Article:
The paranoid part of me wonders if the MS medications, including Tec, make people feel worse in order to sell more drugs, other drugs.

Think about it: if a DMD causes you to nod off several times a day, then you need a stimulant.

And the DMD likely gives you GI issues, so you need Pepcid or Zantac.

For the flushing you need aspirin and Zyrtec.

If your legs aren't working right, you need something for spasticity, such as Baclofen…and maybe you will also need a drug that's just for walking (many MS patients take Ampyra for walking).

The stimulant doesn't let you sleep, so then you need some Ambien…you get the picture.

If I were better at math, I could figure out precisely what the statistical benefit may be to taking a DMD (and there may very well be no benefit; no one knows!).

By taking no drugs, I have an average relapse possibility of 27%. With the drug, 16%. The drug companies like to say that all their drugs help MS patients experience 49% fewer relapses and few or no new brain lesions. If you only have a 27% chance of experiencing relapse, then halving that 27% is not actually that big of a deal, and claiming 49% fewer relapses, even if it's technically true, seems misleading.

The reality is that the chances of experiencing relapse are either 0% or 100%--with or without medication. Still, people are terrified not to take the DMDs.

So many people I've met online in the MS groups are also suffering side effects, but they don't even want to consider the possibility that the DMD is causing problems. Instead, they (as do most neuros who may be getting paid by Big Pharma to do this) attribute these symptoms to "progression."

I know the feeling: you think, "Thank God I started taking this drug…the MS was getting crazy bad all of a sudden!" You don't stop to think, "Hey wait a minute: I felt better before I started popping all these pills."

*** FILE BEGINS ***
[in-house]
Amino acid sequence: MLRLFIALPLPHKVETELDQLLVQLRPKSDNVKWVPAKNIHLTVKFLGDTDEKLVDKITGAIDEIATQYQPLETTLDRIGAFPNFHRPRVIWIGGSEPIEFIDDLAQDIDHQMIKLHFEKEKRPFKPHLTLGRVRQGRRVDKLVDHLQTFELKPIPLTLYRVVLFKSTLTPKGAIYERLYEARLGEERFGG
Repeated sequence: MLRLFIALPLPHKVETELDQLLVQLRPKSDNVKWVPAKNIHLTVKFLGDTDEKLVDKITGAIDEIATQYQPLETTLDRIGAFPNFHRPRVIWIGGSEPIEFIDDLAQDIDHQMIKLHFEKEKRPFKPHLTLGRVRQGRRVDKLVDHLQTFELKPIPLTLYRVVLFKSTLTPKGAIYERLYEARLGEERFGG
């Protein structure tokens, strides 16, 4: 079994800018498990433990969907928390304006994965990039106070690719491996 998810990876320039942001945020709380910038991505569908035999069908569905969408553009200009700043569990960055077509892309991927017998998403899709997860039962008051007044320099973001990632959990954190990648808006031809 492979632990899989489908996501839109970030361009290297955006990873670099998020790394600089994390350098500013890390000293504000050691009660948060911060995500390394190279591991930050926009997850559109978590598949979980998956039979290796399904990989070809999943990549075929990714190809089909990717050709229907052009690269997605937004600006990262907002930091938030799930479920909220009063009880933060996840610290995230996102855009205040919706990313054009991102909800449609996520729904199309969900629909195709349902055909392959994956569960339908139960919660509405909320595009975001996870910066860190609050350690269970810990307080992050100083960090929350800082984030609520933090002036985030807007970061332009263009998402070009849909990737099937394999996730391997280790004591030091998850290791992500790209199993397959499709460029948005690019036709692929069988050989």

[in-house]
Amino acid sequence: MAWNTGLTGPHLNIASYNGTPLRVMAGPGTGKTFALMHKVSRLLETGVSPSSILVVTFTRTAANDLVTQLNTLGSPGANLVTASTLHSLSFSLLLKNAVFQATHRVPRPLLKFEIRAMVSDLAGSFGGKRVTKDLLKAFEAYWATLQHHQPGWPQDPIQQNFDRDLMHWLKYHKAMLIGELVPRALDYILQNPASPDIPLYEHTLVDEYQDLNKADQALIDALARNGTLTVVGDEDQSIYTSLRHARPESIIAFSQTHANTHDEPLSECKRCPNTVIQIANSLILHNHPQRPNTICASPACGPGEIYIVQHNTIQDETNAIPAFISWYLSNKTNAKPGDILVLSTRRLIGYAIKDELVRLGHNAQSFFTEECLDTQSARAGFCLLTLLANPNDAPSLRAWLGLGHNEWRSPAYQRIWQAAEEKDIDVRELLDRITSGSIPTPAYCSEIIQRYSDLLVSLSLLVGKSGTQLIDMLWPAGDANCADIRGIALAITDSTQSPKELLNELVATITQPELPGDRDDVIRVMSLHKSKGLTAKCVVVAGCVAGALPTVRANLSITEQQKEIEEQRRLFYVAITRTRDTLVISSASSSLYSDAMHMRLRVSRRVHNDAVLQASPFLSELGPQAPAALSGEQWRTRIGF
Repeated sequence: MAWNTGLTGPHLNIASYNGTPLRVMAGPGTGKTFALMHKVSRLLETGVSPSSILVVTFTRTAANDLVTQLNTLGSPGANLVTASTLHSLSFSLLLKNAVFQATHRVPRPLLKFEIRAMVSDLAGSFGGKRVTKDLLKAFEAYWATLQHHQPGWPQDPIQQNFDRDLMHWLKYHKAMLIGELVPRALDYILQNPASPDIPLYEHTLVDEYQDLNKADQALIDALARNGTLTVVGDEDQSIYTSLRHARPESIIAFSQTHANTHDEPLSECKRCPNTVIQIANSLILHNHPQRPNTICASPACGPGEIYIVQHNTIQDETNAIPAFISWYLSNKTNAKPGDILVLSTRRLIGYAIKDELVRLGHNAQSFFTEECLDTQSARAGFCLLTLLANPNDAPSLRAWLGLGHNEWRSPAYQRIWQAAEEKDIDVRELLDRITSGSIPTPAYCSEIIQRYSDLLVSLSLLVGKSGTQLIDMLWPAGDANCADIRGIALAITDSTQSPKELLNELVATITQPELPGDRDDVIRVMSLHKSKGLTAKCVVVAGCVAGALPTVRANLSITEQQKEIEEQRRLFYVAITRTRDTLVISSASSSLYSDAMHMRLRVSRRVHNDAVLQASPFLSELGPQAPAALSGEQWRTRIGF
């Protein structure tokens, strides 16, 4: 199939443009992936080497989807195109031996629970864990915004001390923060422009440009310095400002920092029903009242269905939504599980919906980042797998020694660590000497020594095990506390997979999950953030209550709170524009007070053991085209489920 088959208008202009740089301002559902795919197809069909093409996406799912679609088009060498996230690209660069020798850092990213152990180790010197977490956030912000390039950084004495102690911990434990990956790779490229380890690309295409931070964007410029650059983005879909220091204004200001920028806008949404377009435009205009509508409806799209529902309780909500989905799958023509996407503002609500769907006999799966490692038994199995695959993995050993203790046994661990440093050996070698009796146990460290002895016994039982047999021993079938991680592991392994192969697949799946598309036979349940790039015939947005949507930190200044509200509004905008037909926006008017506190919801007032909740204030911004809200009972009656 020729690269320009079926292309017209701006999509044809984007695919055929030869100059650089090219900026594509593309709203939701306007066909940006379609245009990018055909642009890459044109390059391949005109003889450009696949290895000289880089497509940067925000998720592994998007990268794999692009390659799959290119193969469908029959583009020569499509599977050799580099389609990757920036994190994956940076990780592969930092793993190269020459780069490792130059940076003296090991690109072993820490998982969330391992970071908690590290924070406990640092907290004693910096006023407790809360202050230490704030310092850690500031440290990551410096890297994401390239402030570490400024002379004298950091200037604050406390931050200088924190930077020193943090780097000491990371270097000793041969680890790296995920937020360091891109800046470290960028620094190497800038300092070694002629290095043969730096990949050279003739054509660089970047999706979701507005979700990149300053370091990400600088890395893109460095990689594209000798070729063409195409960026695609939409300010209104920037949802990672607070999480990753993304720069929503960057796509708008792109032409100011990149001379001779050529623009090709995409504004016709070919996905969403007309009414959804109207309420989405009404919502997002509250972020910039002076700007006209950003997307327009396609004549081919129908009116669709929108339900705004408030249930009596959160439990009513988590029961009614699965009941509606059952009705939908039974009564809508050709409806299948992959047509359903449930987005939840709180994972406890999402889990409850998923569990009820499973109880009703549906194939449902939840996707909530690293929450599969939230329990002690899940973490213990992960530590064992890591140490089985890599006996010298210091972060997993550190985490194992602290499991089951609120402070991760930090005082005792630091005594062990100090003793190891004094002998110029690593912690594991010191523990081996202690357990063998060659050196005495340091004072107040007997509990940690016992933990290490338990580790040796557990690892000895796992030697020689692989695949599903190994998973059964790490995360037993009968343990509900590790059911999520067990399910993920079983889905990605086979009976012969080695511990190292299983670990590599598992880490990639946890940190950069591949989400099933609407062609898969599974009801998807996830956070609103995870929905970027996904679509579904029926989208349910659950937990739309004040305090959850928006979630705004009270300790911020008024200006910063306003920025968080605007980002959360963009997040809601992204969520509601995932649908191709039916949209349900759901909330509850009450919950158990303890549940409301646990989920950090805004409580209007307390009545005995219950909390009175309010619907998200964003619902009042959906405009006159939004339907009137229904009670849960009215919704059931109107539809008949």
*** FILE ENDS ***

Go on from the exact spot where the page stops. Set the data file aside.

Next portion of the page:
Going from a vitamin a day to two Tecifidera (plus Pepcid, Zyrtec, aspirin for side effects), and a fistful of Vitamin D, probiotics, fish oil, etc., and then starting to add Provigil and something for spasticity of the legs…it was getting ridiculous.

I believe the medication I took for MS made me worse. Without it, I feel one thousand times better. This leads me to wonder if the DMDs are safe; I know they don't feel "healthy."

Rather than making me feel as if I were getting better, I felt as though I were sliding down a slippery, rocky mountain, picking up speed as I came crashing down.

I said, "Enough." People are asking me already, "So what med will you try next?"

I don't know if I will try another MS med right now (I am taking Protandim; this is a natural combo of various oxidant supplements that mimics or exceeds the efficacy of BG-12, aka Tecfidera).
The symptoms that were bothering me were the fog and the fatigue. If I can keep those at bay, and I have been able to do that (apart from the late fall "relapse" I experienced), I will be happy.

Staying ambulatory and active is what I care about; for me, Tecfidera felt dangerous when it came to walking, running, using my legs.

The only real option I have now is keeping healthy and caring for myself. Eating raw foods. Drinking vegetable juice. Taking vitamins and Protandim. And maybe I can get my brother to run a race with me.

A week ago, I was thinking I would need to start using a cane. Today, I am buying running shoes.

*Note: adding high dose B12 has really helped!


Great MS support groups exist online--one thing that's going on are selfies people take of themselves flushing beet red because of Tecfidera. And tonight, I saw this posted  (it's funny to me because it's so true: MS is like a frenemy. Sometimes it is nice to you, and then just when you think you're doing well, it kicks you in the shins…or makes your hand stop working because you're tired):




Update as of 7/19/2016:  I am supposed to try Gilenya now. I couldn't handle Tecfidera; I was allergie to the normally gentle Copaxone. Gilenya comes with a very typical side effect of bronchitis...great. I'll let you know how it goes.--EC











Thursday, April 2, 2015

"Salinger," the documentary. Many unasked and unanswered questions.

Salinger (2013) Poster